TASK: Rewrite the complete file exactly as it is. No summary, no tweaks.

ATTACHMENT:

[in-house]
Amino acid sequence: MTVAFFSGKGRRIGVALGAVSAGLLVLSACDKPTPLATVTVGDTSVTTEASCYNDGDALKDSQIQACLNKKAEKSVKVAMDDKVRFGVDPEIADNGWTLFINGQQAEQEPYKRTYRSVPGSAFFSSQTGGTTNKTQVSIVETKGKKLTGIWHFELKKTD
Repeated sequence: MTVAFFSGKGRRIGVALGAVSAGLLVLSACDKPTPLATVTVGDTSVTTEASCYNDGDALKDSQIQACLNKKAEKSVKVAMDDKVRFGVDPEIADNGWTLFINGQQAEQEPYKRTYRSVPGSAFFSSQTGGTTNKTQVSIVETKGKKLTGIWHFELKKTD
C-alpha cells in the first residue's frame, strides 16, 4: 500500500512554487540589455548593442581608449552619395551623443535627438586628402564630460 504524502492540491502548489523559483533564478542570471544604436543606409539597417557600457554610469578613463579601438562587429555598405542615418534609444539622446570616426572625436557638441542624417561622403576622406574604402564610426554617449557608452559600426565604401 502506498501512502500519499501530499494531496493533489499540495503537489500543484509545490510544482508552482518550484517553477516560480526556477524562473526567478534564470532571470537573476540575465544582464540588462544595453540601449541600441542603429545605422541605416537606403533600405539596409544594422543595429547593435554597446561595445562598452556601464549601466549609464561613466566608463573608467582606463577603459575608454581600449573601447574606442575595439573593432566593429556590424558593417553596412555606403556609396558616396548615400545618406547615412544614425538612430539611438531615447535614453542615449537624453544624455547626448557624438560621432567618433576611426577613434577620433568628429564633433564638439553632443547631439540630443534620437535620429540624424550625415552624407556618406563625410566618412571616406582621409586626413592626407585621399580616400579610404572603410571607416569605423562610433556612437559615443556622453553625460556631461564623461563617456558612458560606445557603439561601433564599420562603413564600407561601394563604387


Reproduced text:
[in-house]
Amino acid sequence: MTVAFFSGKGRRIGVALGAVSAGLLVLSACDKPTPLATVTVGDTSVTTEASCYNDGDALKDSQIQACLNKKAEKSVKVAMDDKVRFGVDPEIADNGWTLFINGQQAEQEPYKRTYRSVPGSAFFSSQTGGTTNKTQVSIVETKGKKLTGIWHFELKKTD
Repeated sequence: MTVAFFSGKGRRIGVALGAVSAGLLVLSACDKPTPLATVTVGDTSVTTEASCYNDGDALKDSQIQACLNKKAEKSVKVAMDDKVRFGVDPEIADNGWTLFINGQQAEQEPYKRTYRSVPGSAFFSSQTGGTTNKTQVSIVETKGKKLTGIWHFELKKTD
C-alpha cells in the first residue's frame, strides 16, 4: 500500500512554487540589455548593442581608449552619395551623443535627438586628402564630460 504524502492540491502548489523559483533564478542570471544604436543606409539597417557600457554610469578613463579601438562587429555598405542615418534609444539622446570616426572625436557638441542624417561622403576622406574604402564610426554617449557608452559600426565604401 502506498501512502500519499501530499494531496493533489499540495503537489500543484509545490510544482508552482518550484517553477516560480526556477524562473526567478534564470532571470537573476540575465544582464540588462544595453540601449541600441542603429545605422541605416537606403533600405539596409544594422543595429547593435554597446561595445562598452556601464549601466549609464561613466566608463573608467582606463577603459575608454581600449573601447574606442575595439573593432566593429556590424558593417553596412555606403556609396558616396548615400545618406547615412544614425538612430539611438531615447535614453542615449537624453544624455547626448557624438560621432567618433576611426577613434577620433568628429564633433564638439553632443547631439540630443534620437535620429540624424550625415552624407556618406563625410566618412571616406582621409586626413592626407585621399580616400579610404572603410571607416569605423562610433556612437559615443556622453553625460556631461564623461563617456558612458560606445557603439561601433564599420562603413564600407561601394563604387